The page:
The company is filing for bankruptcy and has been allowed to self-bond – essentially a promise to pay for coal site cleanup without actually setting aside the cash. Peabody operates several coal mines in Illinois and according to the state’s attorney general, the energy company could be on the hook for $92 million to reclaim the sites if they’re shut down.

That money should not have to come from Illinois taxpayers, said Howard Learner with the Environmental Law and Policy Center.

“The state of Illinois has not filed a stipulation with Peabody,” Lerner said. “And we’re pleased that Governor Rauner and the Illinois Attorney General are looking harder at this one, and reassessing what’s the fair balance here in light of Peabody’s legal responsibilities.”

Learner said that the deal Peabody reached with Indiana could force the state’s taxpayers to foot about 80 percent of the bill to clean up the company’s coal sites. So far, Illinois has not made a deal with Peabody.

In July, a federal bankruptcy judge allowed groups, including the Environmental Law and Policy Center, to weigh in on the court proceedings. Learner called it a breakthrough decision that could help keep Peabody accountable.

Continue Reading

Des Moines Register: Rate Agreement Moves MidAmerican Closer to $3.6 Billion Wind Project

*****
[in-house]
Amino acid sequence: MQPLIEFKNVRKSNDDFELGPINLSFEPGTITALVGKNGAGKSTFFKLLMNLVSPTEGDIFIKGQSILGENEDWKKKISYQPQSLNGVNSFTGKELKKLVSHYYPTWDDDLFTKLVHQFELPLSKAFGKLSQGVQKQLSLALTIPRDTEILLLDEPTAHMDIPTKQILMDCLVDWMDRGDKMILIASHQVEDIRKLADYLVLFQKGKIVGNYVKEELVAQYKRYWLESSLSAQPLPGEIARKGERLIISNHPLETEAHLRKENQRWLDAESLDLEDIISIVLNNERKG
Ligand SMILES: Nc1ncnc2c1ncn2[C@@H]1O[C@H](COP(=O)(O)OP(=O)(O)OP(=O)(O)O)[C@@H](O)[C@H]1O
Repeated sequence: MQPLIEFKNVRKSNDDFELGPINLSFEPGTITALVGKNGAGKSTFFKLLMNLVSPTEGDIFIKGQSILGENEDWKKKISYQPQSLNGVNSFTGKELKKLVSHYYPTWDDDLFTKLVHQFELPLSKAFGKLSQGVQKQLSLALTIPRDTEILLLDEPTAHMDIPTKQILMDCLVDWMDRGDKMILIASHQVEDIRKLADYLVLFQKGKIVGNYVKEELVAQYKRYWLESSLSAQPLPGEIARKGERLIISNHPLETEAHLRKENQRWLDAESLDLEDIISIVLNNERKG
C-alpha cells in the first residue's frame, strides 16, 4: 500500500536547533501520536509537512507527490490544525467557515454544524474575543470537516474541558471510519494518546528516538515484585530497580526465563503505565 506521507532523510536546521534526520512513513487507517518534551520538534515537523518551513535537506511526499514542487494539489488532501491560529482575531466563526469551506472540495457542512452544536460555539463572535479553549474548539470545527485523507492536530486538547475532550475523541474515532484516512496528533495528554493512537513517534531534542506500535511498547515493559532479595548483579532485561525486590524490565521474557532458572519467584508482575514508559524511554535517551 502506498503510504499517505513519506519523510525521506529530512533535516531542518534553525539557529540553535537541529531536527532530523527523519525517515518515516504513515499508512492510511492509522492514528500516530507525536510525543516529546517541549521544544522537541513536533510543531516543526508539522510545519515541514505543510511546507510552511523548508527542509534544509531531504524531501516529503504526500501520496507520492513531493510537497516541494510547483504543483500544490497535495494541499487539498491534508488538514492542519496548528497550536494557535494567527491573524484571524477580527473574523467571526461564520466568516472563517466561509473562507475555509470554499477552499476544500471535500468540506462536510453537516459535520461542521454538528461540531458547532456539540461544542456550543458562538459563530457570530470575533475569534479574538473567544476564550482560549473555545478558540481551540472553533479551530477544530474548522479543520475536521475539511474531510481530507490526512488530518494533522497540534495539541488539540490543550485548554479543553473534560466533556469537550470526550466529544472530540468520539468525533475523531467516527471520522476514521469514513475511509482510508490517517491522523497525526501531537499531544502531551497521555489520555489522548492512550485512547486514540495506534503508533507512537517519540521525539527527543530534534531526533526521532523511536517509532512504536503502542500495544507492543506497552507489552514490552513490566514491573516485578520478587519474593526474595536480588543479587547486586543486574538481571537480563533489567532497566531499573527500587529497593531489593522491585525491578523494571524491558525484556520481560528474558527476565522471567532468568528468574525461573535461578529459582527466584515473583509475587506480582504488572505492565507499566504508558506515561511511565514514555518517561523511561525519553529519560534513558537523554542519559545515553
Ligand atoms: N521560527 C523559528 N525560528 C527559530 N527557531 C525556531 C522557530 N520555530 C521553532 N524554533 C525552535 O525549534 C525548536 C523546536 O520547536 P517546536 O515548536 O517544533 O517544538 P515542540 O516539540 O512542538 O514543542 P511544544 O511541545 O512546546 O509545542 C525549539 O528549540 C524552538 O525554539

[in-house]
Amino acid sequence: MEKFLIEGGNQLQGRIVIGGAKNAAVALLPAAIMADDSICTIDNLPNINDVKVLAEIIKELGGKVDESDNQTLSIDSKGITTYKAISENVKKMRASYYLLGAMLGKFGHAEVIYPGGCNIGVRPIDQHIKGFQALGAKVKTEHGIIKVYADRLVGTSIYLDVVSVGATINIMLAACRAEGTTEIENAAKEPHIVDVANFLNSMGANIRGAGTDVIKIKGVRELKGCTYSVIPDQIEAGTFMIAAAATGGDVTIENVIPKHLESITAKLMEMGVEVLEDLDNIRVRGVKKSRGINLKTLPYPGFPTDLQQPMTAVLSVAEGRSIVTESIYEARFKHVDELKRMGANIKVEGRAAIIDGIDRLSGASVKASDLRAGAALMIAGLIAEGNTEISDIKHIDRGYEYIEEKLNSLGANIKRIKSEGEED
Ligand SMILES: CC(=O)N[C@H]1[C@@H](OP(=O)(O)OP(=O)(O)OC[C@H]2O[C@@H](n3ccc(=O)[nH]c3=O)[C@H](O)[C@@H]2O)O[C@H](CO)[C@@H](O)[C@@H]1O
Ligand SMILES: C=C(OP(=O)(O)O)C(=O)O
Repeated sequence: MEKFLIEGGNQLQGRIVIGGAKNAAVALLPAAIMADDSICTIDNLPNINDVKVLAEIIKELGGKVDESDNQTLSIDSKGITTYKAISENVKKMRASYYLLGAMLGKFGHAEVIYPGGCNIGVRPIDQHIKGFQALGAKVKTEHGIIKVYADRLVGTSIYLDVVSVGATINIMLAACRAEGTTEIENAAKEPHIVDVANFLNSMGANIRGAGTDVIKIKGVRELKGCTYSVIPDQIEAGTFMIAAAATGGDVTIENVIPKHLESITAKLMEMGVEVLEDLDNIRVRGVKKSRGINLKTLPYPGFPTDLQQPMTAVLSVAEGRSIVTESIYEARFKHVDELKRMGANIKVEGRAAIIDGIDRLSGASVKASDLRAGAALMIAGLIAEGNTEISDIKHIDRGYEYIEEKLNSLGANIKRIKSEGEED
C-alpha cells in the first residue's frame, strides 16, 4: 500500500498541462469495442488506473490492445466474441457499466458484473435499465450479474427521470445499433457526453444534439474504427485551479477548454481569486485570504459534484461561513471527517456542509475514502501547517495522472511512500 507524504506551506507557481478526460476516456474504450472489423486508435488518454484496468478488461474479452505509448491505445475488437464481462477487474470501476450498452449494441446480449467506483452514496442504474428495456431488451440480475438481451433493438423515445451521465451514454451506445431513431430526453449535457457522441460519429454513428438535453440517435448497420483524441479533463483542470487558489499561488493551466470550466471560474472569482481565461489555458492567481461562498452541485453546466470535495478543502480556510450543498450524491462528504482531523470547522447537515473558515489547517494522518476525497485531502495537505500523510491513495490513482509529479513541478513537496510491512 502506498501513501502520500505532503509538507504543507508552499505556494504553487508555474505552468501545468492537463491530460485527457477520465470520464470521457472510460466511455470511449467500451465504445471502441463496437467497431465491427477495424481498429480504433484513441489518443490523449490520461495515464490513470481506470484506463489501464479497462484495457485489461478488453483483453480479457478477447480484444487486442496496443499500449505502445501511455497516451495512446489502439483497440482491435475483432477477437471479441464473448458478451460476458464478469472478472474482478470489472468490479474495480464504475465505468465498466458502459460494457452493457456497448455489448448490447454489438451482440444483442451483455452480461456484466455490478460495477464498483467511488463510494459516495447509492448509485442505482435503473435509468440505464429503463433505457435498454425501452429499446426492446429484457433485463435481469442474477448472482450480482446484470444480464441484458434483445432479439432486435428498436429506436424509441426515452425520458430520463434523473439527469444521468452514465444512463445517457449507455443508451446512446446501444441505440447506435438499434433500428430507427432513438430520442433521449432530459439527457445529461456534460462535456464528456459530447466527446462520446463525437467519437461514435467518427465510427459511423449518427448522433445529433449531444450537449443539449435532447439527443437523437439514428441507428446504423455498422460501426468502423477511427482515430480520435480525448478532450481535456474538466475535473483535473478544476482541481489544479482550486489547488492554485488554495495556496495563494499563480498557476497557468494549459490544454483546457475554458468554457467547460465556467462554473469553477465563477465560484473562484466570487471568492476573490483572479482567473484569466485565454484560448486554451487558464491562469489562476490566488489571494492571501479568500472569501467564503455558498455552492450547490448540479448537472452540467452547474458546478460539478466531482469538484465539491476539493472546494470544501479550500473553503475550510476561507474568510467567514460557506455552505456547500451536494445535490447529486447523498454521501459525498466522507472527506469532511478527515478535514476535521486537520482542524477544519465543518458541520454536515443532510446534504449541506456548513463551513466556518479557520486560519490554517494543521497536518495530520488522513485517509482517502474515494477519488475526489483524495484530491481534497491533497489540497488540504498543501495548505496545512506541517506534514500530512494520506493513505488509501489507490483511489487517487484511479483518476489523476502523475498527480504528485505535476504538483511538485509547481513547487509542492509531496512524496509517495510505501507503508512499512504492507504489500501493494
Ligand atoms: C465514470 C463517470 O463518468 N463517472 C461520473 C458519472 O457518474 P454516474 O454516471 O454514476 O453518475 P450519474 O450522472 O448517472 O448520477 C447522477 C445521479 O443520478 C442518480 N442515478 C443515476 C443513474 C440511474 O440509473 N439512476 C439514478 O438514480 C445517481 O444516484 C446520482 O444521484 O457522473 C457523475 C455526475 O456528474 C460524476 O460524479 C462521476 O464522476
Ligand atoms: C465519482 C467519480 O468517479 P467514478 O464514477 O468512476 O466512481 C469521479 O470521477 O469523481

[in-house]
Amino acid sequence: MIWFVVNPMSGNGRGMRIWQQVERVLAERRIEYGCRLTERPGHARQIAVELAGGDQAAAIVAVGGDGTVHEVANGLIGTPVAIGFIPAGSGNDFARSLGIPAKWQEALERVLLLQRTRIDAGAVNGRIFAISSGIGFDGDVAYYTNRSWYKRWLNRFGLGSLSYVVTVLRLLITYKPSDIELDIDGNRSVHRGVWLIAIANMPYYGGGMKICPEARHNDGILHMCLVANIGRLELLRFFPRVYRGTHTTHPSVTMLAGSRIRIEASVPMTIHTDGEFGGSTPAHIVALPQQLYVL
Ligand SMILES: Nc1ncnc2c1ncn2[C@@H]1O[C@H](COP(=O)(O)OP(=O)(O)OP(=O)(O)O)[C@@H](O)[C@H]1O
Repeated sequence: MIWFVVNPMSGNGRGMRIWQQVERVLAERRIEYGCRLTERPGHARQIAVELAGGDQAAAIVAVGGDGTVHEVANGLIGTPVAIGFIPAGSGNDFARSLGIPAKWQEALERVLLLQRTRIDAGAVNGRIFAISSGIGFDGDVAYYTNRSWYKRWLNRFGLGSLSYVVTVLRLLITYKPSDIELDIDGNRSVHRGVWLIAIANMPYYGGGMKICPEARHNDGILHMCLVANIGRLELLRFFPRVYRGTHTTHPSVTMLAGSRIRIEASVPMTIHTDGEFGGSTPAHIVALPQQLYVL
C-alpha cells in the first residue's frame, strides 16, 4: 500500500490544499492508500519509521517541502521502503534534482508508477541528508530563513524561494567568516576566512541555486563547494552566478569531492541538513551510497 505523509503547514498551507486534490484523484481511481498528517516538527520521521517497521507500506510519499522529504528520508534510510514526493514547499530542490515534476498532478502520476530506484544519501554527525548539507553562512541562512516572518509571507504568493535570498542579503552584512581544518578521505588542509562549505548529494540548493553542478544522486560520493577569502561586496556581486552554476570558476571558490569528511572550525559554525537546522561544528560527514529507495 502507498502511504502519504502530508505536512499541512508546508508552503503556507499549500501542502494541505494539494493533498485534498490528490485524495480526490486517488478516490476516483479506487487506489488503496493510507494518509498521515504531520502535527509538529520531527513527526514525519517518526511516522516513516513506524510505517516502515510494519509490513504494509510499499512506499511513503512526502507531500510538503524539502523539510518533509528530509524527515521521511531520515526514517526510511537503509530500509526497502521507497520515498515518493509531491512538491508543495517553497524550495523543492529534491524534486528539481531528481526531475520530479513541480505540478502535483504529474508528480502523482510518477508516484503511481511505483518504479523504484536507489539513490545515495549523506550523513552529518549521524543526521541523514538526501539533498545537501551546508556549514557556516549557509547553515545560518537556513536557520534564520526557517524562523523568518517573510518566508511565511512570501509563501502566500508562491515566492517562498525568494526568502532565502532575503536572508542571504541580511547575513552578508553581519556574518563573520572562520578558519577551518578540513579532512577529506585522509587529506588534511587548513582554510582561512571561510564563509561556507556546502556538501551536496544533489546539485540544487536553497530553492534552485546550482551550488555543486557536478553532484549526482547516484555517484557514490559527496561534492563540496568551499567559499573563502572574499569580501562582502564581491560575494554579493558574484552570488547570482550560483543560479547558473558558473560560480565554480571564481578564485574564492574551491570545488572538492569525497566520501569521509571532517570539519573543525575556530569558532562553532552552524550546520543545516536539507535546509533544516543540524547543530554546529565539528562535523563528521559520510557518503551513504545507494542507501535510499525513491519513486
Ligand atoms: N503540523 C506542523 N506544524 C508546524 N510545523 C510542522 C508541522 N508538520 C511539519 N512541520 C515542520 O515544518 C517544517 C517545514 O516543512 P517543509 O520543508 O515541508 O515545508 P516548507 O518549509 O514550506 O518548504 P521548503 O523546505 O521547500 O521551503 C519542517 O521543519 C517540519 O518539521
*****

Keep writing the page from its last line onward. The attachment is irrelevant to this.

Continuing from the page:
By Donnelle Eller

MidAmerican Energy, environmental groups and large tech companies reached a rate agreement over the Des Moines-based utility’s plan to invest $3.6 billion in wind energy.

The settlement, which goes to the Iowa Utilities Board for consideration, lowers from 11.5 percent to 11 percent the return MidAmerican would receive from its investment in 2,000 megawatts of wind energy generation.

Among other changes in the settlement, MidAmerican Energy agreed to not sell to other states, utilities or businesses renewable energy credits from the large project when customers choose to claim green energy use.

That’s important to companies like Google, Microsoft and Facebook, all of which have large data centers in Iowa that are large energy users. Environmentalists have pushed big social media, software and internet search companies to reduce their reliance on power generated from fossil fuels.

“We are pleased that all of MidAmerican’s customers will benefit from this settlement,” said Doug Gross, a Des Moines attorney representing Google, Facebook and Microsoft. “We look forward to continuing to work with MidAmerican to ensure that customers have a voice in decisions that affect Iowa’s energy future.”

The project, MidAmerican said, “will bring significant environmental and economic benefits to our customers and the state of Iowa without the need to ask for a rate increase.”

Iowa Environmental Council and Environmental Law & Policy Center, also involved in settlement discussions, applauded the agreement as well.

Keep Reading

News: Clean Energy Advocates Commend Alliant Energy Announcement in Iowa

FOR IMMEDIATE RELEASE
July 27, 2016
Contact:

David Jakubiak, ELPC

Katy Heggen, IEC

IEC, ELPC Comment Alliant Energy Plans for New Wind

 

Des Moines – Two of Iowa’s leading environmental policy groups have expressed strong support for a proposal announced by Alliant Energy today that would add up to 500 megawatts (MW) of new wind energy to Iowa’s energy mix.